After gaining control it is safe to venture out further and begin learning simple tricks. Small steps are a smart idea as loss of control can result in a drone stuck in a tree, a broken or lost propeller, a damaged body, or numerous other difficult-to-remedy problems.

Finally, there is the physics of propellers. Quadcopters use four rotors. Individually, each spinning rotor would cause the drone to spin in the opposite direction of the propeller attached to it (Newton’s 3rd law). To prevent the drone from spinning wildly, adjacent rotors spin in opposite directions, cancelling out this effect. When we do want the drone to spin or flip in a given direction, we use the throttle to adjust the speed of certain propellers. Fortunately for most of us, this is basically pre-programmed and the pilot moves the throttles as described in the instructions manual to produce the desired effect. We don’t have to think about what speed to set each propeller to in order to make it flip and spin, but it is good to understand that those changing speeds and directions is what produces these movements.

The Computer Science Factor

Currently, there are not many low-end, programmable, drones on the market. However Parrot sells a drone called the Rolling Spider (around $70) that can be controlled with javascript. Normally, the Rolling Spider is flown using an ipad app, however those who wish to get more technical can install Node.js on their computer and play around with the code provided on a github site created by some ambitious NodeBot members. Even those with very little programming experience will be able to set this up for free and play around with the built in functions. In a nutshell, all that is required is to install Node.js, install a text editor such as Sublime, and run the code from the command line.

The Risk Factor

As most drones advertise, drones are not toys. However, they look so fun and toy-like, that those labels are not always taken as seriously as perhaps they should be. Younger children can have a lot of fun with drones, but probably should not be left alone to play with them. The main reasons being the rapidly spinning propellers and the challenges of maintaining control of the drone.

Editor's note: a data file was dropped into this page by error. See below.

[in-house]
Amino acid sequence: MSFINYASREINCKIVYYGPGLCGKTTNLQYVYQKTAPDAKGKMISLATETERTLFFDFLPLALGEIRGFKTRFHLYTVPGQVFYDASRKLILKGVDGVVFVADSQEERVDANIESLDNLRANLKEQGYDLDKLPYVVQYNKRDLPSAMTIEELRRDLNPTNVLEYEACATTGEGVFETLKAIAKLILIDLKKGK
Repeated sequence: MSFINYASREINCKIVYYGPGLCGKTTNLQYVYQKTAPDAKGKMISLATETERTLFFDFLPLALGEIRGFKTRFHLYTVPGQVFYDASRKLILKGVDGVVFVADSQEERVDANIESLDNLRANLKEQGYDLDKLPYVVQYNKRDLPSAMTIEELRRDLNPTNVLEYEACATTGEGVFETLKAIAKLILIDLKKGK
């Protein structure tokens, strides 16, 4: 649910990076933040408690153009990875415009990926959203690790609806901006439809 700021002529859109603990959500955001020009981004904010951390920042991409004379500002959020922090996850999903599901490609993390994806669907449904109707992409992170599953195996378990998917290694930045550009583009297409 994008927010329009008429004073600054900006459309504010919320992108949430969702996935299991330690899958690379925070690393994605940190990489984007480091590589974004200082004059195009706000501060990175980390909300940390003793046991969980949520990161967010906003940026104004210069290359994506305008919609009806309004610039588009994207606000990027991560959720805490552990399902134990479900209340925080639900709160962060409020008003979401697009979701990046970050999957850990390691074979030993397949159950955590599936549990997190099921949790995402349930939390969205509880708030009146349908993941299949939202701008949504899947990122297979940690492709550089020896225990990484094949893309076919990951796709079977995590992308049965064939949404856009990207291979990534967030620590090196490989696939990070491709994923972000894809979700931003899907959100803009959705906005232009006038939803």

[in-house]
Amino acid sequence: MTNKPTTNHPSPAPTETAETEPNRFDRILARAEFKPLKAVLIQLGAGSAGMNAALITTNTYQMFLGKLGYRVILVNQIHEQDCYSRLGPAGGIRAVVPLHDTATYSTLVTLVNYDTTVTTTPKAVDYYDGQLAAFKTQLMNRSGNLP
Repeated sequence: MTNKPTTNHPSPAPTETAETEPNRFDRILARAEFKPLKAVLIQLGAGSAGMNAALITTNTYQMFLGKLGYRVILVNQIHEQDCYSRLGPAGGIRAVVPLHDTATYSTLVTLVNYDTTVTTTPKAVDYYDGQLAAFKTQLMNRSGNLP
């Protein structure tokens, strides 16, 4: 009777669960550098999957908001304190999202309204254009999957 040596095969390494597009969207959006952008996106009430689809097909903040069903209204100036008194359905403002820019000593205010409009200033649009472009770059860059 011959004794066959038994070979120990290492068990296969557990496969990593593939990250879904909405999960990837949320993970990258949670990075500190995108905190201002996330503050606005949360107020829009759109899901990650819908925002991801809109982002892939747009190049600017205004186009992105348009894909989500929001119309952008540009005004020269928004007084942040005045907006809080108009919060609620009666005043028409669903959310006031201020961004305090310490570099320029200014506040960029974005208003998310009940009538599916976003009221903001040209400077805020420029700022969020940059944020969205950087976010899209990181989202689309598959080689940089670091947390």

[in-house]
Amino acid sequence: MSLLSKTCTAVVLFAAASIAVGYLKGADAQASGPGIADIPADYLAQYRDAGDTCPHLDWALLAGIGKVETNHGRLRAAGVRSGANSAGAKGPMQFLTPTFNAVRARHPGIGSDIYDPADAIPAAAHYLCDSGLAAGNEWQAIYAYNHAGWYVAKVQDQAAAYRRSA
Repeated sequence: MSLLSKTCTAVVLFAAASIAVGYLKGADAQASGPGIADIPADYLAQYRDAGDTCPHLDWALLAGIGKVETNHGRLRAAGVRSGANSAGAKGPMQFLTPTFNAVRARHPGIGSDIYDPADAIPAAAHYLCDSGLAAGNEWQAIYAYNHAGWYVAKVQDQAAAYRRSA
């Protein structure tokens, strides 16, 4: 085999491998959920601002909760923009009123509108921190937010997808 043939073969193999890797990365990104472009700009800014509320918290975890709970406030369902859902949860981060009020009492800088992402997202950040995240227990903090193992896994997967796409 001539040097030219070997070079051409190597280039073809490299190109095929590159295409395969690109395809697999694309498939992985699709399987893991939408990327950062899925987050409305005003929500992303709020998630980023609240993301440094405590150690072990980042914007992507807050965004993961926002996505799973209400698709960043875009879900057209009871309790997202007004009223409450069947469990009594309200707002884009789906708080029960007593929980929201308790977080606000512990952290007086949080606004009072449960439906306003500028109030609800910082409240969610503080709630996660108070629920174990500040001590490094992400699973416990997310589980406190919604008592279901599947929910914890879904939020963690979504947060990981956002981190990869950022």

Drones For All?

The increasing affordability and appeal of drones will likely secure their place in homes for years to come. But who is most likely to get the most out of owning a drone? Probably those who truly enjoy flying and/or photography, have the means to get through a few damaging crashes, and envision piloting drones as a long-term hobby. Educators looking for fun and motivating examples of physics and computer science in action can potentially use these fun devices to enhance a few lessons and inspire students for years to come as well. For the rest of us, entry-level drones likely mean a few afternoons of fun, hopefully at an ever decreasing price.

Learn More

Parrot Rolling Spider

http://www.amazon.com/Parrot-MiniDrone-Rolling-Spider-White/dp/B00KZM53NC

Codrone

https://www.kickstarter.com/projects/728836843/codrone-learn-to-code-with-programmable-drone
http://robolink.com/

Hubsan

http://www.hubsan.com/

Karma Drone (GoPro)

http://shop.gopro.com/drones/karma/2016.html

NodeJs

https://nodejs.org/en/

NodeBots

http://nodebots.io/

The Physics of Quadcopters

http://blacktieaerial.com/the-physics-of-quadcopter-flight/

JavaScript for Rolling Spider

https://github.com/voodootikigod/node-rolling-spider

The Math of Quadcopters

http://blacktieaerial.com/quadcopter-maths/

MIT Computer Science and Artificial Intelligence Laboratory

http://www.csail.mit.edu/drone_flies_through_forest_at_30_mph

Harvey Mudd Bees and Drones

http://hmcbee.blogspot.com/2015/06/falling-drones-bees-and-quadcopters.html

UC Berkeley Drone Lab

http://www.ischool.berkeley.edu/newsandevents/news/20130416dronelab

DIY Drones

http://diydrones.com/